Discrete Mathematics
Hans Georg Schaathun

Reading List

Discrete Mathematics

Recommended books

You should get a textbook to support your studies of the module. Two books are suggested. They are very different in style, so it is worth having a look at both books in the library. You should only have to buy one of them. Neither book is perfect, and some material will only be covered by videos and hand-out material.

Discrete Mathematics and Its Applications (by Kenneth H. Rosen)
This is a much used book, including similar modules for computing students at NTNU, HiOA, and UiB. It is very comprehensive, covering topics such as algebra, number theory, and algorithms. Some will find it too comprehensive and verbose. For instance, it defines many abstract and rarely-used structures (e.g. semi-groups) on the way to the more common ones. Interested and motivated students will find it an interesting read, but some will find it hard to filter out the essentials.
Discrete Mathematics for Computer Scientists (by Stein, Drysdale, and Bogart)

This book takes an unusual paedagogical angle in starting with examples from computing, and exploring the mathematical theory in order to solve problems in the examples. Contrary to most books which aims at a first-year module, it aims at students who have already completed some computing modules. This is a promising approach, but some will say that some of the theory and formalism is treated too lightly.

The most serious objection to this book is that the chapter on cryptography is misleading. It gives the impression that only public key cryptography can be secure. A little more detail must be added to avoid misunderstanding.

The book is tailored to computer science rather than computer engineering. It seems to assume that the student has already encountered the basics of algorithmic theory, and for an engineering degree I would like to add material on coding theory and symmetric cryptography.

The teaching most closely follows Stein et al's book, and thus this may be easier to read. However, Rosen will give you a distinctly different angle, and thus be more illuminating. The second half of the module will contain a lot of material covered by neither book, and some additional hand-outs will be provided.

Other documents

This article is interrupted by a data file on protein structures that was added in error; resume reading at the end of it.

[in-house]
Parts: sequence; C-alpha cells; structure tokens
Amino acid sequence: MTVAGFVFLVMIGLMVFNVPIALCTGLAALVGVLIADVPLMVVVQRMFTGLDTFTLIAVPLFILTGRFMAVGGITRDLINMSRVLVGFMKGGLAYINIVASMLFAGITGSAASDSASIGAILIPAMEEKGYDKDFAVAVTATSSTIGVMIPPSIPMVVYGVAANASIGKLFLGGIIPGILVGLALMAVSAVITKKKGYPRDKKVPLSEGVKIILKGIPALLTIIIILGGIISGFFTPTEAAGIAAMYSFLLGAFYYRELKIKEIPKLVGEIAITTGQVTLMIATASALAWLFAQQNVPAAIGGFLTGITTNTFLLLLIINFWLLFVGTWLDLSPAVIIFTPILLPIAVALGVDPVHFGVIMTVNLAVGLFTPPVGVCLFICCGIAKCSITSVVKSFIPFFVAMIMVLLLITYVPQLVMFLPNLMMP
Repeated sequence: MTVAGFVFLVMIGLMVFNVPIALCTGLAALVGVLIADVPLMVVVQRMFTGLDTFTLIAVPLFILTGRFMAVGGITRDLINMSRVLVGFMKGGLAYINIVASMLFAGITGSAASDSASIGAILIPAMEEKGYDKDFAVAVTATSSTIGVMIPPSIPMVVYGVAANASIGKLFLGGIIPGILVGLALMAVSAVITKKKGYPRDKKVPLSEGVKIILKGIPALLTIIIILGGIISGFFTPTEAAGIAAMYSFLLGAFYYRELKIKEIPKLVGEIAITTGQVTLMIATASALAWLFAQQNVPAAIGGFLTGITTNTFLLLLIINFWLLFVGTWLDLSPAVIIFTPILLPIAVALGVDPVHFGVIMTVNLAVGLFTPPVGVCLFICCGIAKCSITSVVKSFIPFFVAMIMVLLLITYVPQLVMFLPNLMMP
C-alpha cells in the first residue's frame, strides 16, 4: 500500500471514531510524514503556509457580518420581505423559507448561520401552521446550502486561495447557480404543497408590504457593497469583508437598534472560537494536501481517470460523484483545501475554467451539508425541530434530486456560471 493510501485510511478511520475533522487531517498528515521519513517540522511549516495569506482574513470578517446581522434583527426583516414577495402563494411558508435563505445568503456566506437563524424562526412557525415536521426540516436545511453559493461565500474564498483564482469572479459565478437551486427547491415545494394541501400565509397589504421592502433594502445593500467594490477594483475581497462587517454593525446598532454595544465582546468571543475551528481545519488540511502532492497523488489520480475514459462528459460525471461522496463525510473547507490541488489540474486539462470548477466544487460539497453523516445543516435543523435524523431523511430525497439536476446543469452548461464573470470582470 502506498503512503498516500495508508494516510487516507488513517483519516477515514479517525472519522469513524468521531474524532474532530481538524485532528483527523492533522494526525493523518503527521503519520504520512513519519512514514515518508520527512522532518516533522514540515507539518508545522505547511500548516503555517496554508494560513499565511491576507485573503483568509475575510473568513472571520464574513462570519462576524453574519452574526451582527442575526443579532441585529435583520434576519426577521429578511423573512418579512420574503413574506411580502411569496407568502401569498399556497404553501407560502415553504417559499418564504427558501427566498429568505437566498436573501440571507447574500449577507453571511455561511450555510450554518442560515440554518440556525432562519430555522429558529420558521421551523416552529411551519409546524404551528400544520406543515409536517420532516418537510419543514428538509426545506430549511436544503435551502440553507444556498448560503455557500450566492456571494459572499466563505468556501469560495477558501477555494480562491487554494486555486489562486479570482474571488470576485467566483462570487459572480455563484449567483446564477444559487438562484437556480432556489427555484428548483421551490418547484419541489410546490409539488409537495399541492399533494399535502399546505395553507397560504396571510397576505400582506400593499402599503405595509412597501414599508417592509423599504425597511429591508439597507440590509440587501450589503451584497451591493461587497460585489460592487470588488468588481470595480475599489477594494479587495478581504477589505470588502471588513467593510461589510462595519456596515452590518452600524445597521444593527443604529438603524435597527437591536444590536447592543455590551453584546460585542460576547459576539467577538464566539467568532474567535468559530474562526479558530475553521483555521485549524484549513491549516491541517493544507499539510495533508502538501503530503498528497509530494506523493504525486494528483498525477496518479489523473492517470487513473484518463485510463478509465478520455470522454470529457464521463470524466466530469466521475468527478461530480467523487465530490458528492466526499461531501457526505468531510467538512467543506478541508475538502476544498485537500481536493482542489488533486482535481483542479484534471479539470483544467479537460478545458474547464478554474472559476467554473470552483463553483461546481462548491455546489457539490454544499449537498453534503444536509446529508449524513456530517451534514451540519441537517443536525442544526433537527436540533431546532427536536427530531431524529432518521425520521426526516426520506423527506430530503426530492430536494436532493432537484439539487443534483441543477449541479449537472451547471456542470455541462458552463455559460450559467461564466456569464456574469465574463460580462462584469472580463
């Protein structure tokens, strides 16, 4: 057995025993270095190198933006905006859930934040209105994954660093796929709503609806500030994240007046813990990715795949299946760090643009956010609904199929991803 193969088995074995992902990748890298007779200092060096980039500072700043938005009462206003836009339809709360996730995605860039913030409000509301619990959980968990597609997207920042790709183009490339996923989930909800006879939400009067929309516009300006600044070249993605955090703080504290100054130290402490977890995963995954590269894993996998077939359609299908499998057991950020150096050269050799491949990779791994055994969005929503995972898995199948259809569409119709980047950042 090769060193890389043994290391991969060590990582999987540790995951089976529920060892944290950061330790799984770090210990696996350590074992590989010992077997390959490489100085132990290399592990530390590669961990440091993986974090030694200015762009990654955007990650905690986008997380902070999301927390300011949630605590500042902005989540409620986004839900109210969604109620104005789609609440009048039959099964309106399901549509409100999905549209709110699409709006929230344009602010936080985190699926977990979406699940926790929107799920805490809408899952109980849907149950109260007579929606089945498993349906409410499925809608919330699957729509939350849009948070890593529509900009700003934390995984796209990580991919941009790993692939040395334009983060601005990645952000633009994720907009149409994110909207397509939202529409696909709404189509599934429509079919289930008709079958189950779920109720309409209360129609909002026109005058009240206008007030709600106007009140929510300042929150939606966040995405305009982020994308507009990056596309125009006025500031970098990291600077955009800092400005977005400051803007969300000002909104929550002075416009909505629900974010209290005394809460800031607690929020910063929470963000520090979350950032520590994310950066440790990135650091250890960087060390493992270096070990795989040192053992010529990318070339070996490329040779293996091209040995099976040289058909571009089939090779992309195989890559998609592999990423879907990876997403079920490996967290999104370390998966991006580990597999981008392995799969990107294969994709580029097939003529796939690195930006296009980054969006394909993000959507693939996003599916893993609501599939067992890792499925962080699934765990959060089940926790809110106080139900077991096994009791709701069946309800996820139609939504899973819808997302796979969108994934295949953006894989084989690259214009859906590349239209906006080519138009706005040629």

The following is a list of books that I have consulted and/or considered in the preparation of a discrete maths module, with a short review and my opinions about their suitability. Each of the books has its own merits and may provide useful background reading, possibly with a different angle.

Discrete Mathematics - Mathematical Reasoning and Proof with Puzzles, Patterns, and Games (by Douglas E. Ensley and J. Winston Crawley)
This book draws its examples and motivation from puzzles and games of all sorts, and covers fundamental topics with well-known examples. It misses topics like number theory, algebra, and cryptography, but does cover most other standard topics.
Discrete Mathematics for Computing (by Rod Haggarty) 2002
This i short and concise book covering logic, set theory, functions and relations, combinatorics, and graph theory. It lacks computing topics like number theory (cryptography), algebra, and algorithmic complexity.
Essentials of Discrete Mathematics (by David J Hunter) 2012

This looks like a very interesting and well-structured book for computer science. It is structured around a number of approaches to reasoning: logical thinking, relational thinking, recursive thinking and quantitative thinking are largely independent approaches. Analytical thinking considers algorithms, building on the four first approaches. «Thinking through applications» goes closer into real-world applications.

The book mentions modular arithmetrics only briefly, and does not discuss discrete algebra and topics relating to coding and cryptography.

A Concrete Introduction to Higher Algebra (by Lindsay Childs)
This is a very good book, for mathematicians. It is less suitable for computer engineers. Most of the material is approached in abstract terms. It also does not cover algorithms and complexity, nor graph theory, but discrete algebra and reasoning (proof and induction) is covered very thoroughly and formally. It also includes coding and cryptography as case studies, but the cases come after the heavy theory.
A Beginner's Guide to Discrete Mathematics (by W.D.Wallis)
Formal and concise, this book is similar to Childs in style, but it has its focus on combinatorics and logic, rather than algebra. Thus it is a better fit with the syllabus of the module. It is a good choice for students who seek a formal and concise angle to tie up loose ends.
Mathematics of Discrete Structures for Computer Science (by Gordon J. Pace)

The title's address of `Computer Science' should not in any way be confused with any practical or applied area of computing. The focus of the book is on set theory, relations, and logic, as commonly taught as part of a theoretical computer science curriculum. The chapter on `reasoning about programs' is a particularly interesting touch, covering abstract analysis of computer programs in much more depth than the other texts.

It feels like a more advanced and abstract text than the above two. Much as I would love to read it myself, I would not recommend it for a course of computer engineering.

Advanced textbooks

Mathematics of Public Key Cryptography (by Steven Galbraith)
Specialising on the Mathematics required for Asymmetric Cryptography, this book is able to dig deep. It is suitable for advanced modules in specialised `maths and computing' degrees.

Hans Georg Schaathun / hasc@hials.no